0:55 [m. 23]--The first viola enters, providing the main melody in an contrapuntal epilogue to the theme.  The second viola is still absent.  The second cello settles on a low repeated pulsation on a “pedal point” G.  The epilogue begins very gently.  After two measures, the first violin reaches up another octave, as does the second cello pedal point.  Suddenly, the intensity builds and the epilogue is extended by two measures.  The violins reach high with mild syncopation.  The second cello abandons the pedal point, joining the motion of the first.  The harmony lurches toward the “dominant” chord in the unexpected key of B major.
1:10 [m. 29]--Transition.  It begins in B major and is based on the tremolo first part of Theme 1.  The tremolo gestures themselves return in the second violin and two violas, complete with the accented melodic leaps from the beginning.  The first violin joins above with the melody.  Scale descents are passed from second violin and first viola to the two cellos, then back to the previous instruments, who ascend.  This last exchange with the cellos is repeated, with the second violin moving up an octave.  The second viola joins the first cello on a descent, then the second violin and first viola join the first violin.  They key moves toward D major, the expected secondary key, and the volume builds.  Finally, the violas and first cello descend, and all instruments land on the “dominant” chord in D major.
1:19 [m. 33]--Theme 2.  The violins establish a high, decorative leaping motion for one measure.  Then the first cello enters with the new melody itself, a swinging, boisterous tune in its upper register.  The first violin continues with the high decorative leaping motion.  The violas play plucked two-note descents, and the second cello adds a solid bass (D major).
1:31 [m. 38]--The second violin enters, taking up the cello melody at a softer level.  It begins like a repetition.  The first violin abandons the high leaping figures for scale descents, and the first viola and second cello play the now-ascending two-note plucked figures.  Suddenly, the second violin melody falters as the second viola joins with a plucked descending arpeggio.  The first violin plunges further downward.  The second violin attempts to re-establish itself a third lower, but it falters in the same way and the first violin falls even more as the volume once again builds.  Finally, the first violin takes the lead with its plunging descent and is joined by the first viola.  The second violin joins the plucked arpeggio in second viola and first cello.
1:42 [m. 43]--The violins drop out, and the lower instruments suddenly make a mysterious drop to the note C-natural, seemingly moving away from D major.  The effect, with its sudden quietness, is like the bottom dropping out.  Over held notes in first viola and second cello, the first cello, then the first violin play downward arching figures in the character of Theme 2.  These suggest a motion back to G major.   These continue through another measure as second violin and second viola join in slow harmonies.  The colorful chromatic note E-flat is introduced.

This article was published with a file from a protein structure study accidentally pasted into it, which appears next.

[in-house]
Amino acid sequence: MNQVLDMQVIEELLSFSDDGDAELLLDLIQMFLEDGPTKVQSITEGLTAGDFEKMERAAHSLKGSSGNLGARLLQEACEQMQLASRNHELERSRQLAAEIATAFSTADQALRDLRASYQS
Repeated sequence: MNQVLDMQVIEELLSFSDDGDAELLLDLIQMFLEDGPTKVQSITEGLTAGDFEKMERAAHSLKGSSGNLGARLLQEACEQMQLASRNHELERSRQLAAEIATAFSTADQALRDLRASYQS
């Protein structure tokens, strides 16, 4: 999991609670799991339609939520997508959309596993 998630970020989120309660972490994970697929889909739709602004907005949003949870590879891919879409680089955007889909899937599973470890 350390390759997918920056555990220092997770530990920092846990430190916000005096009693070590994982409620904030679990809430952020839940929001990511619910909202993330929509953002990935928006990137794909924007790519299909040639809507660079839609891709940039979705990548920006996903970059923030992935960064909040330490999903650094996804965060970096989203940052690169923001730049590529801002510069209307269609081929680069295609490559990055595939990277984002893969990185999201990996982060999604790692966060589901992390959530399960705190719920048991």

1:50 [m. 46]--The two measures with the faltering melody and plunging scale are revisited.  This time, the melody is transferred from second violin to first violin, and the scales are in the first viola.  All three “second” instruments play more isolated plucked notes against the faltering melody.  The first cello briefly pauses.  After the two statements, wherein D major is again asserted, the volume builds, and the huge descent is heard again, even more fully scored, with all instruments bowed.
1:58 [m. 49]--As before, the bottom drops out with the note C-natural, now in all instruments.  This time, it does in fact herald a full motion back to G for the exposition repeat.  The second violin and second viola hold the C-natural.  A mysterious open fifth on A and E is heard in the first viola, then the first violin.  The second viola drops out, while the second violin continues to hold the C.  This creates an A-minor chord.  In the first ending (m. 51a), the chord is heard again, even more quietly.  The A-minor chord confirms the suggestion of A minor at the very beginning of the movement, and smoothly leads into the repeat.
2:06 [m. 1]--Theme 1, Part 1, as at the beginning, with tremolo figures.
2:15 [m. 5]--Two-measure transition, as at 0:09.
2:20 [m. 7]--Theme 1, Part 2.  Warm, noble melody, as at 0:14.
2:30 [m. 11]--Second phrase, as at 0:24.
2:41 [m. 15]--Version of Part 1 without tremolo and with overlapping entries, as at 0:34.
2:51 [m. 19]--Undulating version of melody, as at 0:45.
3:01 [m. 23]--Epilogue and extension, as at 0:55.
3:16 [m. 29]--Transition beginning in B major based on tremolo first part of theme, as at 1:10.
3:25 [m. 33]--Theme 2 in D major presented by first cello after introductory measure, as at 1:19.
3:37 [m. 38]--Second violin statement of Theme 2, then faltering with plunging descents, as at 1:31.
3:49 [m. 43]--Mysterious drop and arching figures suggesting return to G major, as at 1:42.